Sunday, October 21, 2012

communication between android widget and application

Widget is a convienent feature in android that gives users quick access to frequently used application functions. A example is the power control widget. It helps us quickly toggling accessories such as WIFI, GPS power to conserve battery, without tedious operations.
android power control widget
When we plan to provide widget in our own application, an important thing to think about is the communication model between the widget and application. In a simiplified manner, the commucation model is shown below.
communication model diagram
The widget is shown on home screen(which is a AppWidgetHost), and user can interact(e.g., touch) with the widget. The result of the interaction is either showing an activity to the user to display more information, or controlling the state of a background service. Meanwhile, the background service may proactively update the widget to inform user current state. The communication model is bidirectional.

Launch activity from widget

To launch an activity from widget, we can use RemoteViews's setOnClickPendingIntent method to set a intent for the target button. Once the button is clicked, the intent will be sent to start desired activity. The snippet below shows how to do this in AppWidgetProvider.
 1 import;
 3 import android.appwidget.AppWidgetManager;
 4 import android.appwidget.AppWidgetProvider;
 6 import android.content.Context;
 7 import android.content.Intent;
 9 import android.widget.RemoteViews;
11 public class GestureAppWidgetProvider extends AppWidgetProvider {
13         public void onUpdate(Context context, AppWidgetManager appWidgetManager, int[] appWidgetIds) {
14             final int N = appWidgetIds.length;
16             // Perform this loop procedure for each App Widget that belongs to this provider
17             for (int i=0; i<N; i++) {
18                 int appWidgetId = appWidgetIds[i];
20                 // Create an Intent to launch Activity
21                 Intent intent = new Intent(context, MainActivity.class);
22                 PendingIntent pendingIntent = PendingIntent.getActivity(context, 0, intent, 0);
24                 // Get the layout for the App Widget and attach an on-click listener
25                 // to the button
26                 RemoteViews views = new RemoteViews(context.getPackageName(), R.layout.appwidget);
27                 views.setTextColor(, Color.GREEN);
28                 views.setOnClickPendingIntent(, pendingIntent);
30                 // Tell the AppWidgetManager to perform an update on the current app widget
31                 appWidgetManager.updateAppWidget(appWidgetId, views);
32             }
33         }
34 }

Send message to service from widget

The skeleton of code to send message to a service is pretty much the same as the snippet above. The change we need to make is substitute PendingIntent.getActivity with PendingIntent.getBroadCast. The result is once we clicked the button, a broadcast Intent will be sent, and our AppWidgetProvider(which is a subclass of BroadcastReceiver) will get this intent. Thie AppWidgetProvider runs in our application's process, so it can send the message to our service with StartService.
 1 public class WeatherWidgetProvider extends AppWidgetProvider {
 2     public static String REFRESH_ACTION = "";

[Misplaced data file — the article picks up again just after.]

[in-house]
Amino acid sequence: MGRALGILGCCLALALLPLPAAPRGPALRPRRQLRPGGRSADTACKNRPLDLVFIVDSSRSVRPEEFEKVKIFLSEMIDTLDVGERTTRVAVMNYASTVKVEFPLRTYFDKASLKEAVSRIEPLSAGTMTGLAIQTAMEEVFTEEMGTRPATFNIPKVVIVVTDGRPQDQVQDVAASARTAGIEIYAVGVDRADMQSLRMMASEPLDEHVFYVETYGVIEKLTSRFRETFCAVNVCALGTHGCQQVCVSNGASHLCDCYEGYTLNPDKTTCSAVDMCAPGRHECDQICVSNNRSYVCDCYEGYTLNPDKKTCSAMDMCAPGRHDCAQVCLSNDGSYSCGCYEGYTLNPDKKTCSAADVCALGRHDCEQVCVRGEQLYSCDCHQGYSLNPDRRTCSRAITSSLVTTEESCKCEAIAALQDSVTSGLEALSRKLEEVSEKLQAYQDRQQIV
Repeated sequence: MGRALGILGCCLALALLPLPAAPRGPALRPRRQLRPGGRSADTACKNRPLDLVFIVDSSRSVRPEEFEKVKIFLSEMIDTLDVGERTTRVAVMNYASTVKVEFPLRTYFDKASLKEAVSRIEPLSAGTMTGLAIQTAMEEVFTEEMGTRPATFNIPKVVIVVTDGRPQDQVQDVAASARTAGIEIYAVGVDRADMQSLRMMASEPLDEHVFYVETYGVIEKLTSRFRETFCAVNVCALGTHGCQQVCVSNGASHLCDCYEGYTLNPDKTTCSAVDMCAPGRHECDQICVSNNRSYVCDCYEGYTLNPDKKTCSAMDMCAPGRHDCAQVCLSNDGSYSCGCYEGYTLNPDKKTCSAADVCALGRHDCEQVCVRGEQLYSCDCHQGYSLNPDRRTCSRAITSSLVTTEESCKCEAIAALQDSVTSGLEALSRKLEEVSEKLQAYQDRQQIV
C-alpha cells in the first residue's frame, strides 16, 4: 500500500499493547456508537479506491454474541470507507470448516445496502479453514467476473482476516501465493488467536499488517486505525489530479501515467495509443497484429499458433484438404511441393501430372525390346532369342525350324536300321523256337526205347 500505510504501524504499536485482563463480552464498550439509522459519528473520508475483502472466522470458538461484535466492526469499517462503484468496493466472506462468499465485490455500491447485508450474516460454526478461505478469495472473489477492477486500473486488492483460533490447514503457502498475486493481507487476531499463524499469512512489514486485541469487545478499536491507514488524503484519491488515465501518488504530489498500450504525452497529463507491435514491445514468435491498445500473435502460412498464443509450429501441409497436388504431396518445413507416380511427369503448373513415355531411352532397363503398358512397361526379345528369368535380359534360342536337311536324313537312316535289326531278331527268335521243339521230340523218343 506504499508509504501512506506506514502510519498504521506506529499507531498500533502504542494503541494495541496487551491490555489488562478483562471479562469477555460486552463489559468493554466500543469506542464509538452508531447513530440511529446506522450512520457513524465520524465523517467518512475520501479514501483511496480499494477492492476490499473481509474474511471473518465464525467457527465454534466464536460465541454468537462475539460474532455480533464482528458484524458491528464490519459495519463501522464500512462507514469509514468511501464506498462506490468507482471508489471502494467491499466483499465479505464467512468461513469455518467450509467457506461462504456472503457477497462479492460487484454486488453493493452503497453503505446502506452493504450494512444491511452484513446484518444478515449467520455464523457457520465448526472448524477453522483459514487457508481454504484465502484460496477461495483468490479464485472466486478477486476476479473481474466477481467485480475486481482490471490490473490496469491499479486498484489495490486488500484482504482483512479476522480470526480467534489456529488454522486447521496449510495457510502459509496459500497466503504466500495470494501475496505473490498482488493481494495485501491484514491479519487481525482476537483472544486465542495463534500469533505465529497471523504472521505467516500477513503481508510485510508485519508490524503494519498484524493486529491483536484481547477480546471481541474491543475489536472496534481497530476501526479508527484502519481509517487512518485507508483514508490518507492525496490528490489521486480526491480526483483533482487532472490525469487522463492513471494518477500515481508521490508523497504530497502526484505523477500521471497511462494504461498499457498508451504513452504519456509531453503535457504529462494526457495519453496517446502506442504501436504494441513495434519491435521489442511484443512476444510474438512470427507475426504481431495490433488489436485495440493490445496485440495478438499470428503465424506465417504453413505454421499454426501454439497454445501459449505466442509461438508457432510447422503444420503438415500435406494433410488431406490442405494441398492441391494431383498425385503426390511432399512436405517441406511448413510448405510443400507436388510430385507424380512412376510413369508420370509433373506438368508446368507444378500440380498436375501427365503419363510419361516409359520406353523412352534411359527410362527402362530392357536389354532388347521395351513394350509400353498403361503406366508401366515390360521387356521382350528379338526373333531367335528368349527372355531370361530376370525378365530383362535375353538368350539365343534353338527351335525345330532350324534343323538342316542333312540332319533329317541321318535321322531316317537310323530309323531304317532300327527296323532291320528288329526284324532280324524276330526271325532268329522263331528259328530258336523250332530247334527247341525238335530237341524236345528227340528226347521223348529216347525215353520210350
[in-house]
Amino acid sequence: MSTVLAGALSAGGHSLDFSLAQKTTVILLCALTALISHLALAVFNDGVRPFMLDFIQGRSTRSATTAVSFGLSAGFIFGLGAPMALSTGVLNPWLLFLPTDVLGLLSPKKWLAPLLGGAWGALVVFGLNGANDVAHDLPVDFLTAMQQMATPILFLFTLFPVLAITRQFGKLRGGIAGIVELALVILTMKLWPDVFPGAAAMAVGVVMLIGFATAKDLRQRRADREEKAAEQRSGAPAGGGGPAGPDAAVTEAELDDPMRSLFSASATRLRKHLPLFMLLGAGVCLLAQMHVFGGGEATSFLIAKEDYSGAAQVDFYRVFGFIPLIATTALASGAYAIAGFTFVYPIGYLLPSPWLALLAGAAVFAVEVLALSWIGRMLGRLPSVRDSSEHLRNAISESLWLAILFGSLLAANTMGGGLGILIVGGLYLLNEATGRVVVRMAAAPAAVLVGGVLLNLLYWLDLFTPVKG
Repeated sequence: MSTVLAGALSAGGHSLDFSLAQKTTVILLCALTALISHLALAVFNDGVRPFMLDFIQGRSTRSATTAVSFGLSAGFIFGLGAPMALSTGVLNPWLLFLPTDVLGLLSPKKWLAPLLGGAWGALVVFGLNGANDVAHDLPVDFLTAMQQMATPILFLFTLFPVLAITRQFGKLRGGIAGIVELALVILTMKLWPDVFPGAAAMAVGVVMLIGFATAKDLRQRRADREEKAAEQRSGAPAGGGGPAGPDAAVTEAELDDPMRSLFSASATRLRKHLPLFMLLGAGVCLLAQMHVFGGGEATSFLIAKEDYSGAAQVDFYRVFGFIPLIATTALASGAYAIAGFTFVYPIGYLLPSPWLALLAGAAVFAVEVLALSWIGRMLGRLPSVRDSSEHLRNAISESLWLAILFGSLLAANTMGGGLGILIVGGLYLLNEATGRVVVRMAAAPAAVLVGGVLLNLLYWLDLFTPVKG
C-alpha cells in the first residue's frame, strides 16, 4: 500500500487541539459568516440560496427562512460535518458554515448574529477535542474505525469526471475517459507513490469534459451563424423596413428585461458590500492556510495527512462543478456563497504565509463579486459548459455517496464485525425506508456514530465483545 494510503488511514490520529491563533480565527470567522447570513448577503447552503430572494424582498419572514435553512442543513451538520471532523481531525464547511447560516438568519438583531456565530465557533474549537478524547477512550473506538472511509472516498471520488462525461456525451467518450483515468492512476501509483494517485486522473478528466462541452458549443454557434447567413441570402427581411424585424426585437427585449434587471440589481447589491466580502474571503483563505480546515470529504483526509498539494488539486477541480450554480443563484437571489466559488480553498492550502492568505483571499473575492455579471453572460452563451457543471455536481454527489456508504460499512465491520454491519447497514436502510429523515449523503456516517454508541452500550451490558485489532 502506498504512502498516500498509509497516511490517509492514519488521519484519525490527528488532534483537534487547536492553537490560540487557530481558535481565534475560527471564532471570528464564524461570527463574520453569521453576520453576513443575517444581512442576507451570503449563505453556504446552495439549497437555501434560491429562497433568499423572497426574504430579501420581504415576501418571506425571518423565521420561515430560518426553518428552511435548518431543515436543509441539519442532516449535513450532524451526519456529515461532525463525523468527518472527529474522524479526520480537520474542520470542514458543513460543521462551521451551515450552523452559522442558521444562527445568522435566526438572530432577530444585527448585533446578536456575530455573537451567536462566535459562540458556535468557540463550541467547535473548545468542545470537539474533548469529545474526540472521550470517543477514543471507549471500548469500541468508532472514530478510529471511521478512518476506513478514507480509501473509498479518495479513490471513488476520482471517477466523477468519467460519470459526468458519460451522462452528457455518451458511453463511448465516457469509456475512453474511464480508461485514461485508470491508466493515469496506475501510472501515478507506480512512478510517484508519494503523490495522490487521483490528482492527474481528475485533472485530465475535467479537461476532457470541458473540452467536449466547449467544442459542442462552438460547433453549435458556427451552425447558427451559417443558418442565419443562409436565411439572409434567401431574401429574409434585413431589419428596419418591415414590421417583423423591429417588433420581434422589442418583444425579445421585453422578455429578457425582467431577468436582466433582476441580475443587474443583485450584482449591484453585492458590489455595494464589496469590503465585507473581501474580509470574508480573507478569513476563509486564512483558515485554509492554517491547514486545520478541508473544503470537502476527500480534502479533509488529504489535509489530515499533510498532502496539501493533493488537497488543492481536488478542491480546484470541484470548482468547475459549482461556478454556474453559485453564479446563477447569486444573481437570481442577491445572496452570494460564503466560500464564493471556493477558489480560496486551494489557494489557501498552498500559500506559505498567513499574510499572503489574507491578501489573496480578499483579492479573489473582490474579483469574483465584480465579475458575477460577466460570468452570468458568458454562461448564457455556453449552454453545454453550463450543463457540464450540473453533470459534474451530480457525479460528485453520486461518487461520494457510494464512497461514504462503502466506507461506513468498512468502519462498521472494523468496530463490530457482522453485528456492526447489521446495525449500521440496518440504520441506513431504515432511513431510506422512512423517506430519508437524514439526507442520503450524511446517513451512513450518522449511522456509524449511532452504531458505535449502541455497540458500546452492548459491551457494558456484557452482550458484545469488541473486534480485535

4     @Override
 5     public void onReceive(Context ctx, Intent intent) {
 6         final String action = intent.getAction();
 7         if (action.equals(REFRESH_ACTION)) {
 8             // send message to background service via startService here
 9             // ..............
10         }
11         super.onReceive(ctx, intent);
12     }
14     @Override
15     public void onUpdate(Context context, AppWidgetManager appWidgetManager, int[] appWidgetIds) {
16         for (int i = 0; i < appWidgetIds.length; ++i) {
17             final RemoteViews rv = new RemoteViews(context.getPackageName(), R.layout.widget_layout);
18             rv.setRemoteAdapter(appWidgetIds[i],, intent);
20             // Set the empty view to be displayed if the collection is empty.  It must be a sibling
21             // view of the collection view.
22             rv.setEmptyView(,;
24             // Bind the click intent for the refresh button on the widget
25             final Intent refreshIntent = new Intent(context, WeatherWidgetProvider.class);
26             refreshIntent.setAction(WeatherWidgetProvider.REFRESH_ACTION);
27             final PendingIntent refreshPendingIntent = PendingIntent.getBroadcast(context, 0,
28                     refreshIntent, PendingIntent.FLAG_UPDATE_CURRENT);
29             rv.setOnClickPendingIntent(, refreshPendingIntent);
31             appWidgetManager.updateAppWidget(appWidgetIds[i], rv);
32         }
33         super.onUpdate(context, appWidgetManager, appWidgetIds);
34     }
35 }

Update widget from service

To update a widget from service, we can send a broadcast message from the background service to AppWidgetProvider. Once the AppWidgetProvider receives the message, it tries to fetch current state and calls notifyAppWidgetViewDataChanged function to refresh the widget.
public void onReceive(Context ctx, Intent intent) {
    final String action = intent.getAction();
    if (action.equals(SHOW_NEW_DATA_ACTION)) {
        final AppWidgetManager mgr = AppWidgetManager.getInstance(context);
        final ComponentName cn = new ComponentName(context, WeatherWidgetProvider.class);
    super.onReceive(ctx, intent);


android WeatherListWidget sample
Introducing home screen widgets and the AppWidget framework
android appwidget source code
android appwidget service source code